Half of the 14 online operators in the state — DraftKings, BetMGM, PointsBet, Caesars, Betfred, Betway, and TwinSpires — showed a loss in adjusted revenue. It means that not only wouldn’t they owe tax in February, according to Harbach, but can roll over the losses to the next positive month and deduct what they owe the state at that time on its 36% tax.

The fact that the sportsbooks collectively took a loss does not, however, mean the state received no money from them in February. It would still be able to collect from the group of sportsbooks that showed a positive adjusted gain for the month, which totaled $5.3 million — the equivalent of $1.9 million in taxes.

Tax break helps compensate for high levy

The 30-plus states that have legalized sports betting since first allowed to do so by reversal of the federal PASPA law in 2018 each enact their own policies relating to tax rates, promotional credits, and other aspects.

Pennsylvania’s decision to allow deductions could be viewed as costly to government revenue, in that last year the operators only had to pay taxes on their $340.1 million in adjusted revenue as opposed to the $505.5 million they grossed.

On the other hand, the 36% tax rate was by far the highest of any large state until New York (which does not allow deductions for promotional credits) launched its online industry with a 51% rate this year. Pennsylvania’s tax revenue of $122.4 million from sports betting last year would make most states’ budget officials extremely jealous, even if that will be dwarfed now by what New York reaps.

The issue of how to tie together policies on tax rates and promotional play as additional states legalize, or revisit their existing laws, “is one of the hot topics that will continue to be debated,” said Brendan Bussmann, the director of government affairs for Global Market Advisors, who has represented gaming companies in numerous states where laws have been developed.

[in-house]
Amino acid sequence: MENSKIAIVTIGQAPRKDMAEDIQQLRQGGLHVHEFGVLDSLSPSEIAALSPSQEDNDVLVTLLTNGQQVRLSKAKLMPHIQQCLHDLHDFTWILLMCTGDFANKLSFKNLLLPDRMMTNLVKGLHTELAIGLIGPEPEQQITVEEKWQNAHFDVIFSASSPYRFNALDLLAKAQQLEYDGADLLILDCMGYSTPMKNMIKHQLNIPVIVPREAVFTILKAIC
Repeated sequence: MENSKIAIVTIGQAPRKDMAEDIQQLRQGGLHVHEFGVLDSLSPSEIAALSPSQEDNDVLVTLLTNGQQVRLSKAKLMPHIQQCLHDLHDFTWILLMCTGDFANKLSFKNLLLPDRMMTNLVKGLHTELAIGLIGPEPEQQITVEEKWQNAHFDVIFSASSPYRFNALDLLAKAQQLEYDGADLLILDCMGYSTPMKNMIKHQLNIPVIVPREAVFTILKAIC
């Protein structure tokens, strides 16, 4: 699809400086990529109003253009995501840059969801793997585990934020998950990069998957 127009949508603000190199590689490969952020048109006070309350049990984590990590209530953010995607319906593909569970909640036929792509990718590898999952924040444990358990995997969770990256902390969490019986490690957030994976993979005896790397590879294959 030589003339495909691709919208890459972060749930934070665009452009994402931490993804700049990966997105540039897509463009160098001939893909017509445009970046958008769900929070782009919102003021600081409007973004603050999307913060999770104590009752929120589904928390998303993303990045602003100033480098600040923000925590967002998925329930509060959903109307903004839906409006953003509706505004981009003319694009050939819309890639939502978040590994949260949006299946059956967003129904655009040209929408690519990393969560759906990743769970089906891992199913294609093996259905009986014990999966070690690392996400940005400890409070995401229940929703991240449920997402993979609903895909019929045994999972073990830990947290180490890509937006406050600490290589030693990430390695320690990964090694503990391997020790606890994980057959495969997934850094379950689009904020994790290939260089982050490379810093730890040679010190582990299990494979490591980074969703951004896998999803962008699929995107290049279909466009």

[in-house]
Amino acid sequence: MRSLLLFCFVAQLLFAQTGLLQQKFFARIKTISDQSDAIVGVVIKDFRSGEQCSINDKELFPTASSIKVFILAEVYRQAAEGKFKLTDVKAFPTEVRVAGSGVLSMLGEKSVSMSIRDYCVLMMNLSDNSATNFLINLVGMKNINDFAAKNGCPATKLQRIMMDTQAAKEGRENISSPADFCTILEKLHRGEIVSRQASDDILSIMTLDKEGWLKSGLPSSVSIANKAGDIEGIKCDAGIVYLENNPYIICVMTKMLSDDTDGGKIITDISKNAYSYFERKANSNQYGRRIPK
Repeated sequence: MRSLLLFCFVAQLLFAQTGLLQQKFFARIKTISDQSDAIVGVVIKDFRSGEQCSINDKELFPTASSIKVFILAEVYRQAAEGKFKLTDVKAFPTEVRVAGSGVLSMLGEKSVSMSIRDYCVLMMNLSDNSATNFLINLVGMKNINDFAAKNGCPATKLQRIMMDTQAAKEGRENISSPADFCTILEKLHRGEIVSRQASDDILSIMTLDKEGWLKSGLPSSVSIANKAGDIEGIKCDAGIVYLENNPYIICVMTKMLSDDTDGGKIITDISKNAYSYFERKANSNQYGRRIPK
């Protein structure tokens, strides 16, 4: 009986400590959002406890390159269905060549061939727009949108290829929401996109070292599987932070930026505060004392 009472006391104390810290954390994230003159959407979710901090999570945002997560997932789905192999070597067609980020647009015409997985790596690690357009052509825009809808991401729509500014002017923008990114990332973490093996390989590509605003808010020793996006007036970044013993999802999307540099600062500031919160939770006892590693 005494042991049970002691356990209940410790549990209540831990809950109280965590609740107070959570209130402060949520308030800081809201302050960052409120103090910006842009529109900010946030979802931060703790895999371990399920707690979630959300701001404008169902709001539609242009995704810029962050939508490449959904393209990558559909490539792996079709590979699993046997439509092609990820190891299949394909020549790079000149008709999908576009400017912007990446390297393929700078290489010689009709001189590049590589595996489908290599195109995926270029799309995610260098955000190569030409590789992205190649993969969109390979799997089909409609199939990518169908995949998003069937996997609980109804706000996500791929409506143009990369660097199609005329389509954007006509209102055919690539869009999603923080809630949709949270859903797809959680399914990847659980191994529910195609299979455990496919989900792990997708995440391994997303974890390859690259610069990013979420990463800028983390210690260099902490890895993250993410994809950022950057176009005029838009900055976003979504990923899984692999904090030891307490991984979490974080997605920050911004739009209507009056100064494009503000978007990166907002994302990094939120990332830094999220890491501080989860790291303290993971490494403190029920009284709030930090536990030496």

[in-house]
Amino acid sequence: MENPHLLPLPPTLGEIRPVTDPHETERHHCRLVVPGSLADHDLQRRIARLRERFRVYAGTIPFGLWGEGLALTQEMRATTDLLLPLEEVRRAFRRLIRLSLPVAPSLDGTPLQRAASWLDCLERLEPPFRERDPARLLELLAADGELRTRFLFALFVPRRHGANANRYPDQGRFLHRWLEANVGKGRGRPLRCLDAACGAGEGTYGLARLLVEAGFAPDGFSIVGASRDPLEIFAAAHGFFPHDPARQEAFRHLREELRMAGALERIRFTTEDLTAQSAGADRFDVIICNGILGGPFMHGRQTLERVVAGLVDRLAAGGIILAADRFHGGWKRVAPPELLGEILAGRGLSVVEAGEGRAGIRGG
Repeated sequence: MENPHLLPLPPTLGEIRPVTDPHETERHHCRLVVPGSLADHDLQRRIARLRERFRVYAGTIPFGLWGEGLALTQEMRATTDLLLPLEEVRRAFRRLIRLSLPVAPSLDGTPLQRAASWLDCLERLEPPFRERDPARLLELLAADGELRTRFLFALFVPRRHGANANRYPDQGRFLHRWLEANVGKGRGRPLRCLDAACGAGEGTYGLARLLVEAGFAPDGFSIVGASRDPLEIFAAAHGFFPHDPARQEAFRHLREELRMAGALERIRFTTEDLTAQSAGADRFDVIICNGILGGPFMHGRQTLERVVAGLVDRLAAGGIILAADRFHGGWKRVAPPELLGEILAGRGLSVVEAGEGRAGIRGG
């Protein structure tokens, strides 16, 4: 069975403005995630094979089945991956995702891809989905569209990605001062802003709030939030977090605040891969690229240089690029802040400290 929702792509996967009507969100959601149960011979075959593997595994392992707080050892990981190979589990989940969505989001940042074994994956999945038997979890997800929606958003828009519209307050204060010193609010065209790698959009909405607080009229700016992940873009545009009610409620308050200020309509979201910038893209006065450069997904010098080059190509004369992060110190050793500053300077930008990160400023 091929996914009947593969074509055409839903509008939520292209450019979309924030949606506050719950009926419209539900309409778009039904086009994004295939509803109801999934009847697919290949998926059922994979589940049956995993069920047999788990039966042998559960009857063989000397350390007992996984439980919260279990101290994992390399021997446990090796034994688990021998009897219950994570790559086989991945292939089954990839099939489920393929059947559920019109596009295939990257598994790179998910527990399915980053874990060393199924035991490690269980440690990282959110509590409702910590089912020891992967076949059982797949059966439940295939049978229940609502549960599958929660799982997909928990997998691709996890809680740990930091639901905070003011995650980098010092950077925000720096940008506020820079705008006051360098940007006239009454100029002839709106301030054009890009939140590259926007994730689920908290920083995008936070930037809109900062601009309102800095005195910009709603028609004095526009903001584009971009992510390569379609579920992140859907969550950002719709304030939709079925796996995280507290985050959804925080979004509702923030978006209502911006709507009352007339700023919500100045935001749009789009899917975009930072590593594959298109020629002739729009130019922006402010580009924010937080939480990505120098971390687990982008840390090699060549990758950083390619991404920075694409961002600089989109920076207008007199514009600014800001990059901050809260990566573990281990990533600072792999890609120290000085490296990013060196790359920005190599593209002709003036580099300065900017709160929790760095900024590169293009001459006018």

Despite a month like February where the credits create the potential for a net loss to show up statewide, the ability to take those deductions is essential in Pennsylvania in particular, he said.

“Pennsylvania with its high tax rate makes it even more difficult [for operators], and luckily allows deductions or it would put further strain on operators,” Bussmann said. “Honestly, one of the best things that the commonwealth could do is lower the tax rate to give operators some more room to market, and not have to put in other programs to gain market share.”

Elected officials in Harrisburg have shown no interest in reducing the 36% rate, so operators will have to keep relying on those credits to pay less. It is up to them to report their level of such expenses to the state, but Harbach said their reports are scrutinized to make sure they aren’t taking unfair advantage of the deductions.

“We are made aware of each planned sports wagering promotion, and the operators provide specific terms and conditions of each promotion at least five days in advance of the offering of any promotion to the general public,” he said. “The PGCB also occasionally requests estimates on promotional expenses before a promotion goes live. … Each operator is required to file weekly revenue reports to [the state Department of Revenue] which are submitted with an attestation as to the accuracy of the calculation.”

Photo: Shutterstock